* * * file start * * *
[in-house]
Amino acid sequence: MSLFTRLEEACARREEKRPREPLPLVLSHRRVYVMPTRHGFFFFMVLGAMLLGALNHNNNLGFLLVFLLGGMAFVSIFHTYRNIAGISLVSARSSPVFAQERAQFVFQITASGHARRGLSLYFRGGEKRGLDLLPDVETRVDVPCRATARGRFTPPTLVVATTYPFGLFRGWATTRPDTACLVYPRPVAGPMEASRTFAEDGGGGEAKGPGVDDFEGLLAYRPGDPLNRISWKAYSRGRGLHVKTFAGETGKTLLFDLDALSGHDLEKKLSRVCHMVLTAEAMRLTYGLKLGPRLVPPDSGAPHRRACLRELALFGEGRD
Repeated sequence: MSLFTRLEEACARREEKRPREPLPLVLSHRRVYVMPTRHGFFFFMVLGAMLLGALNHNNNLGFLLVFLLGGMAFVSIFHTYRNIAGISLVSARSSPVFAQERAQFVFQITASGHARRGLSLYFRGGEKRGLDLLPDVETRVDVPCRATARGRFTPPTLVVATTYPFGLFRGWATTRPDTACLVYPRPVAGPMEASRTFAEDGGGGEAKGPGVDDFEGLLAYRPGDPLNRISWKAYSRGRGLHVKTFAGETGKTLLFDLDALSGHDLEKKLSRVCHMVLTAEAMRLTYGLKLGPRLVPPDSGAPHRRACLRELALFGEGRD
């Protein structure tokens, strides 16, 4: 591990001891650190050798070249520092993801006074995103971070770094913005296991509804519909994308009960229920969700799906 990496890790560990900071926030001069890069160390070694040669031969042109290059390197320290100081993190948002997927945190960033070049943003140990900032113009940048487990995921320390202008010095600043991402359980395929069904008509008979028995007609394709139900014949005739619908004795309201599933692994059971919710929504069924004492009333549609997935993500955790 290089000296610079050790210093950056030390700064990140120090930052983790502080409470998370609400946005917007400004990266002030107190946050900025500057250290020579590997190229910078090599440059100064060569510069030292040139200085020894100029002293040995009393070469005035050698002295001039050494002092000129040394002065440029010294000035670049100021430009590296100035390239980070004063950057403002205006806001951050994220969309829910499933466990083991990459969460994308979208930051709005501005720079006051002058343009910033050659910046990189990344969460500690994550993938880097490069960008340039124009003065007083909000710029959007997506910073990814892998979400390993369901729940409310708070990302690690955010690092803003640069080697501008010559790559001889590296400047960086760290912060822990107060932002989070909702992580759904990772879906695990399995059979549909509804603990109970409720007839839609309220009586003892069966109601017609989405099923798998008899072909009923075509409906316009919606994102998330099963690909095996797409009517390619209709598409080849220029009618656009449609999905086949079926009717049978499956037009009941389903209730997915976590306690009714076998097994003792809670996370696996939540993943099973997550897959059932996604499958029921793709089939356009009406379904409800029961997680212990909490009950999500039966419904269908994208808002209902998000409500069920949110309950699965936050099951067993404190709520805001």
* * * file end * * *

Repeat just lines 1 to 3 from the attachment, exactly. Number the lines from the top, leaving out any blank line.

[in-house]
Amino acid sequence: MSLFTRLEEACARREEKRPREPLPLVLSHRRVYVMPTRHGFFFFMVLGAMLLGALNHNNNLGFLLVFLLGGMAFVSIFHTYRNIAGISLVSARSSPVFAQERAQFVFQITASGHARRGLSLYFRGGEKRGLDLLPDVETRVDVPCRATARGRFTPPTLVVATTYPFGLFRGWATTRPDTACLVYPRPVAGPMEASRTFAEDGGGGEAKGPGVDDFEGLLAYRPGDPLNRISWKAYSRGRGLHVKTFAGETGKTLLFDLDALSGHDLEKKLSRVCHMVLTAEAMRLTYGLKLGPRLVPPDSGAPHRRACLRELALFGEGRD
Repeated sequence: MSLFTRLEEACARREEKRPREPLPLVLSHRRVYVMPTRHGFFFFMVLGAMLLGALNHNNNLGFLLVFLLGGMAFVSIFHTYRNIAGISLVSARSSPVFAQERAQFVFQITASGHARRGLSLYFRGGEKRGLDLLPDVETRVDVPCRATARGRFTPPTLVVATTYPFGLFRGWATTRPDTACLVYPRPVAGPMEASRTFAEDGGGGEAKGPGVDDFEGLLAYRPGDPLNRISWKAYSRGRGLHVKTFAGETGKTLLFDLDALSGHDLEKKLSRVCHMVLTAEAMRLTYGLKLGPRLVPPDSGAPHRRACLRELALFGEGRD